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I'm trying the following:

T value1 = el.value; // it's of type T already
T value2 = default(T);
if (value1 != value2) // gives the following error: Operator '!=' cannot be applied to operands of type 'T' and 'T'
    // ...

So, how could I compare both values? And why do this error occur?

Thanks in advance!

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Make sure T implements ICompare-ish type classes, and the method or class that defines T has those references in the declaration. – asawyer Jan 28 '11 at 19:24
up vote 11 down vote accepted

You can either use a constraint of where T : IEquatable<T> as Henk mentioned, or ignore constraints and use:

if (!EqualityComparer<T>.Default.Equals(value1, value2))
share|improve this answer
I've seen the framework use that method to test equality, seems like a good way to go, even if it is a little verbose. – Joe Enos Jan 28 '11 at 19:34
I think this is the simplest way. Thanks! – Girardi Jan 28 '11 at 19:48
@Ani: You're right. I'd forgotten there's no non-generic IEquatable interface. Will edit. – Jon Skeet Jan 28 '11 at 19:49

Your surrounding generic class should list a constraint: T : IEquatable<T>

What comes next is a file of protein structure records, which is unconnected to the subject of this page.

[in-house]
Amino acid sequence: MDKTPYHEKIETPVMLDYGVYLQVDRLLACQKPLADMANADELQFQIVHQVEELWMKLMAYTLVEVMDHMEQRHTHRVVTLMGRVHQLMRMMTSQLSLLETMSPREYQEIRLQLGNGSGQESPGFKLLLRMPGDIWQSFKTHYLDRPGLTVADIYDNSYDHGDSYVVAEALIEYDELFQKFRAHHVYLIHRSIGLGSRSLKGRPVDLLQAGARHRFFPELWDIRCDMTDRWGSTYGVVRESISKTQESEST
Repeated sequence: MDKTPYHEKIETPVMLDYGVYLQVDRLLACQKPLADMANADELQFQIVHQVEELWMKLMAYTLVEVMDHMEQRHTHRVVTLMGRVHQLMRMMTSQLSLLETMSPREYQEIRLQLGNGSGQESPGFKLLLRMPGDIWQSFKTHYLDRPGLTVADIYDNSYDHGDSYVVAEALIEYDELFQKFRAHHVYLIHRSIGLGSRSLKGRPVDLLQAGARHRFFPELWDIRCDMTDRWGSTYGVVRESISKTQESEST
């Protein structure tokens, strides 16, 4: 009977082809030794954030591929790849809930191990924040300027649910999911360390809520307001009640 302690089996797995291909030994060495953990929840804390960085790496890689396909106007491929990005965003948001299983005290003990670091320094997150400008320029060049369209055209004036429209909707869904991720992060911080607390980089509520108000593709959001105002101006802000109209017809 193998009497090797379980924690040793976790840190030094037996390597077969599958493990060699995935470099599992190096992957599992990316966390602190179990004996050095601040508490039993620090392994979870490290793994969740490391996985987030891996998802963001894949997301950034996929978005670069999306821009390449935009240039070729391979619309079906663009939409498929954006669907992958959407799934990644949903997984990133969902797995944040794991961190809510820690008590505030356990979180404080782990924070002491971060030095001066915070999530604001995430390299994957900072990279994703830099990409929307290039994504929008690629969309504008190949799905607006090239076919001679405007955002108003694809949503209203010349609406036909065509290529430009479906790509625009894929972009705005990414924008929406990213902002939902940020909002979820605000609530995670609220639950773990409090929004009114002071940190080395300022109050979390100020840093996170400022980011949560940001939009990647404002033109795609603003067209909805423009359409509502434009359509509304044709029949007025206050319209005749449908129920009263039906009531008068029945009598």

And then you have to use value1.Equals(value2)

The reason for all this is that not all types define operator ==

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@ani: You're right, I removed it. Figment of my imagination. – Henk Holterman Jan 28 '11 at 19:33
You'll get a NullReferenceException if value1 is null. – nicodemus13 May 3 '12 at 10:44

What's wrong with this?

if (!value1.Equals(value2))

Should be "cross object".. :)

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Personally I don't like the asymmetry of that. And of course it throws if value1==null – CodesInChaos Jan 28 '11 at 19:26

if you use value1.equals(value2) then you have a problem with null values. Better:

Or for reference types (be careful):

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Not all types have a default implementation of the == operator. For classes, the default == operation is to compare the references. For structs, no such default implementation exists.

You can add type constraints to generic type parameters in C#. Unfortunately, you can't define a constraint that forces the type to have an implementation of the == operator. The best you can do is to force the type to be a class: where T: class. An article about type parameter constraints in C#

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Equals(value1, value2)

A good way of avoiding null ref's

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Another thing that you could do is define the comparison operator (actually, the difference operator here) to be able to compare elements of the type T. By itself, the compiler cannot really know what you mean when you write value1 != value2, except if the operator has been defined previously.

To define an operator, you'd use

public operator!=(T a, T b) {
    // Comparison code; returns true or false
share|improve this answer
I think T is a generic parameter, so this is probably not possible. – CodesInChaos Jan 28 '11 at 19:27
That only works when the compiler knows (exactly) what T is. – Henk Holterman Jan 28 '11 at 19:28

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